show recovery, but most voters aren't sharing
economic picture seems to be brightening, and
just in time for President George W. Bush: three
months of decent job growth; the stock market
bouncing back; industrial production up smartly
in May; oil prices peaking and starting to subside.
But even if these indicators keep improving, I
suspect the average voter will continue to experience
a soft economy. The latest (June 16, USA Today)
polls show 58% of voters disapproving of Bush
on economic issues. That number, his most negative
ever on the economy, has steadily worsened despite
months of improving economic news. Its unlikely
to change much between now and November.
starters, the job growth isn't translating into
broad-based wage growth. Even after three months
of good job creation, there is little pressure
to raise wages. That's why the May core inflation
rate -- without volatile indicators like energy
and food -- is just 0.2%. There's no wage pressure.
economy still has about 1.9 million fewer private-sector
jobs than when Bush took office. So many discouraged
workers have left the labor market that the participation
rate remains well below what it was in 2001. Indeed,
if it had remained constant, unemployment would
be at 7.3% rather than the official 5.6%. When
Bush's first tax cut was passed, the Administration
projected that there would be about 139 million
jobs by now. Instead, there are barely 132 million.
STARTLING INDICATOR of the recovery's limited
economic impact is the proportion of economic
growth going to profits and to wages. Corporate
profits have increased by more than 50% during
this recovery, compared with just 0.8% in wage
increases, according to Economic Policy Institute
calculations based on Commerce Dept. statistics.
In the eight previous recoveries, wages increased
an average of 12.3%, and profits about 35%. This
recovery's unprecedented skew explains the stock
market rebound. It also explains why the average
voter isn't sharing the prosperity and lacks confidence
in the President despite the relatively good overall
statistics. To add insult to injury, the typical
consumer is facing higher gas prices and rising
rates, likewise, will become more of a drag between
now and November. Alan Greenspan, ordinarily Delphic
in his pronouncements, has all but declared that
the Federal Reserve will begin raising rates,
probably at the June meeting of the Federal Open
Market Committee. The only question is how much
and how fast.
investors are soothing themselves with the mantra
that the market has already priced the expected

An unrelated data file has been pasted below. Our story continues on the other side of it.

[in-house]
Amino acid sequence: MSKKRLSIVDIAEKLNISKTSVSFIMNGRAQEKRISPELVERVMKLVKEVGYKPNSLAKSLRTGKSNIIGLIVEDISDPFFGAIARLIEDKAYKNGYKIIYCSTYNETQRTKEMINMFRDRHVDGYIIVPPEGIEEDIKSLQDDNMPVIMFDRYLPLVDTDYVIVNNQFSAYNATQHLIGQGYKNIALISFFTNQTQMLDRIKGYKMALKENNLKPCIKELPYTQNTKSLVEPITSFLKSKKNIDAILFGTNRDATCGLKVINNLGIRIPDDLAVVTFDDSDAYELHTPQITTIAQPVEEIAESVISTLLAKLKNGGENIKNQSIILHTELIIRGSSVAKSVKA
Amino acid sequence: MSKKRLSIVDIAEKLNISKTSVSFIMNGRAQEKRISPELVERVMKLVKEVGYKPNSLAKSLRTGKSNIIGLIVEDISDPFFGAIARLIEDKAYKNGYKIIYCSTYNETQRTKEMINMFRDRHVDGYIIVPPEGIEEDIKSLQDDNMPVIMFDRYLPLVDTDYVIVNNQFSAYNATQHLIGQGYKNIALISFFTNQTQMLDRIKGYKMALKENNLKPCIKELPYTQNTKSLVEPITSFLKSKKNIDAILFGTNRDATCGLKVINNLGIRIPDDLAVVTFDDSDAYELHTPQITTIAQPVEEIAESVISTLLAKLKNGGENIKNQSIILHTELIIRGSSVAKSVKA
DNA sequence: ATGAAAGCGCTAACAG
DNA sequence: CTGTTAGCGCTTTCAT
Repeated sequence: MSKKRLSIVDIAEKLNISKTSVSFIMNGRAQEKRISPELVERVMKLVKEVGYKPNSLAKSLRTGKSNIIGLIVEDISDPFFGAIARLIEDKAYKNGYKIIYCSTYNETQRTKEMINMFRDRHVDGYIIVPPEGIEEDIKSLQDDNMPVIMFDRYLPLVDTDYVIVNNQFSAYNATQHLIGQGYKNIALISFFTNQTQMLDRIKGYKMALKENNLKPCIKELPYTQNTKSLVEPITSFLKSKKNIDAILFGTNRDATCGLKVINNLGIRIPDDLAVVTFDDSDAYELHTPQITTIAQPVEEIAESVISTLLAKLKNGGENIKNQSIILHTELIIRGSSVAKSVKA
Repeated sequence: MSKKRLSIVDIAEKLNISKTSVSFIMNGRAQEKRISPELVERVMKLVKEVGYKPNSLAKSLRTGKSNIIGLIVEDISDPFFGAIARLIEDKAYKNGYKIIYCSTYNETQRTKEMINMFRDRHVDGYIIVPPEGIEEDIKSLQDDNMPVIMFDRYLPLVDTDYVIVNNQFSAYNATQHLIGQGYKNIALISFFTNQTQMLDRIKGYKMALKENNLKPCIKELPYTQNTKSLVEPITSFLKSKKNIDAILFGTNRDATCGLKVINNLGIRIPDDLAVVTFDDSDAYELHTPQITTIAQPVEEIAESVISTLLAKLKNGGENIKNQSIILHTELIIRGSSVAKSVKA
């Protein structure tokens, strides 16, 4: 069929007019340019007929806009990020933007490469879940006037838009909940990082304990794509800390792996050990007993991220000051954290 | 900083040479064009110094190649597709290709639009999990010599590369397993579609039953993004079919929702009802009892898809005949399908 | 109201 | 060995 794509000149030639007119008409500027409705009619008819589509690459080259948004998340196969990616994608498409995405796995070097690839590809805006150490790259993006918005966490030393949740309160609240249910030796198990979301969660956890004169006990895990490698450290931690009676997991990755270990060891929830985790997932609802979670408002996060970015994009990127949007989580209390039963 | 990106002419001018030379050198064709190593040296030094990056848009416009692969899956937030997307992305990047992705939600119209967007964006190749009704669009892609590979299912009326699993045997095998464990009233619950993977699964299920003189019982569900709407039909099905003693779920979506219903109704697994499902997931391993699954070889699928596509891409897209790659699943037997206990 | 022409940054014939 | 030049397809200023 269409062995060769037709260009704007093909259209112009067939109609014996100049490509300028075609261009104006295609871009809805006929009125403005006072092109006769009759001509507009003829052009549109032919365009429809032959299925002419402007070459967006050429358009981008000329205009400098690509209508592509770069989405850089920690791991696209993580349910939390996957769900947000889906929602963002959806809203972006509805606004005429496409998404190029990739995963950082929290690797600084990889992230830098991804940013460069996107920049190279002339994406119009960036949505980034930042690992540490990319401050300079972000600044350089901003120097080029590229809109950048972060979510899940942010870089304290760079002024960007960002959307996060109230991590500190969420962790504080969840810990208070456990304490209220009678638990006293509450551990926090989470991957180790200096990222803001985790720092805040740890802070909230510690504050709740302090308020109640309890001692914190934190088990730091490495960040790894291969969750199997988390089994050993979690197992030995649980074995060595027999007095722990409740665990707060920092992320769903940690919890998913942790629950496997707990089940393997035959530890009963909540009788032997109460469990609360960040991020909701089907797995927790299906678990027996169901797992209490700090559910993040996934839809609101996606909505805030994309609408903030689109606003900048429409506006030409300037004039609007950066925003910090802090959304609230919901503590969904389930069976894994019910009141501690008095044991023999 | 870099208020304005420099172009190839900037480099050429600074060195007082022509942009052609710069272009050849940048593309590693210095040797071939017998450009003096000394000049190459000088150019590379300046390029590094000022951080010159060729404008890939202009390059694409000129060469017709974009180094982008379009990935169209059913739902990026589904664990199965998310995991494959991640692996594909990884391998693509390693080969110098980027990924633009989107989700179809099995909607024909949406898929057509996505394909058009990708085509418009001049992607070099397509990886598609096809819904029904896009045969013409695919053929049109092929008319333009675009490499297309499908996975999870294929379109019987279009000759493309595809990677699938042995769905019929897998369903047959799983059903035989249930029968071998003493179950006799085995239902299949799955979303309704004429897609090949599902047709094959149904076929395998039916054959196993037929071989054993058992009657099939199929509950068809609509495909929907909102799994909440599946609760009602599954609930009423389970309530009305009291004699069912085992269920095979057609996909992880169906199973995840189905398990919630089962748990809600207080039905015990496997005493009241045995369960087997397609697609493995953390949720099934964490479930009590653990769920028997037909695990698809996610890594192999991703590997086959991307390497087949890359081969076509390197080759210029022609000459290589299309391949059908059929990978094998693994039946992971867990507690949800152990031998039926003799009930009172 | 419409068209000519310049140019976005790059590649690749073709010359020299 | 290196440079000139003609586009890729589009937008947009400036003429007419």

higher rates into stock prices; therefore there's
little to worry about. But think again. Higher
rates will slow the economy and harm the President's
standing with ordinary voters in three respects.
First, of course, they will dampen the recovery
generally -- that's the whole point. More narrowly
(and more perversely), higher rates and softer
labor markets will reduce worker bargaining power
just when lower unemployment is generating a little
pressure for shared gains. Federal Reserve Chairman
William McChesney Martin's famous punch bowl is
being taken away selectively.
rates will also undercut the one element that
has been sustaining consumption in the face of
sluggish wage growth -- the ubiquitous home equity
loan. Consumers with adjustable home equity loans
face higher monthly charges on past and future
consumption. And homebuyers will pay more for
new fixed-rate mortgages, which are already almost
200 basis points above their 2003 low, and rising.
So while stock prices may escape a serious correction
and the overall job numbers are improving, the
average voter is unlikely to feel the improvement
in the pocketbook.
is a certain political justice in this. With core
inflation and wage pressure still low, the Fed
nonetheless is raising rates. Why? In part because
of the immense structural budget deficits. Those
deficits, of course, are the result of the collusion
between President Bush and Chairman Greenspan,
who uncharacteristically gave Bush cover to enact
three irresponsibly huge tax cuts. At the time,
it looked as if Greenspan was shifting from prudent
central banker to partisan Republican tax-cutter.
Now, Greenspan is belatedly reverting back to
Fed chairman, moving to cool the economy right
on the eve of Bush's re-election. If this damages
the economy, it will serve both men right.
Kuttner is co-editor of The American Prospect
and author of Everything for Sale.
Posted: June 28, 2004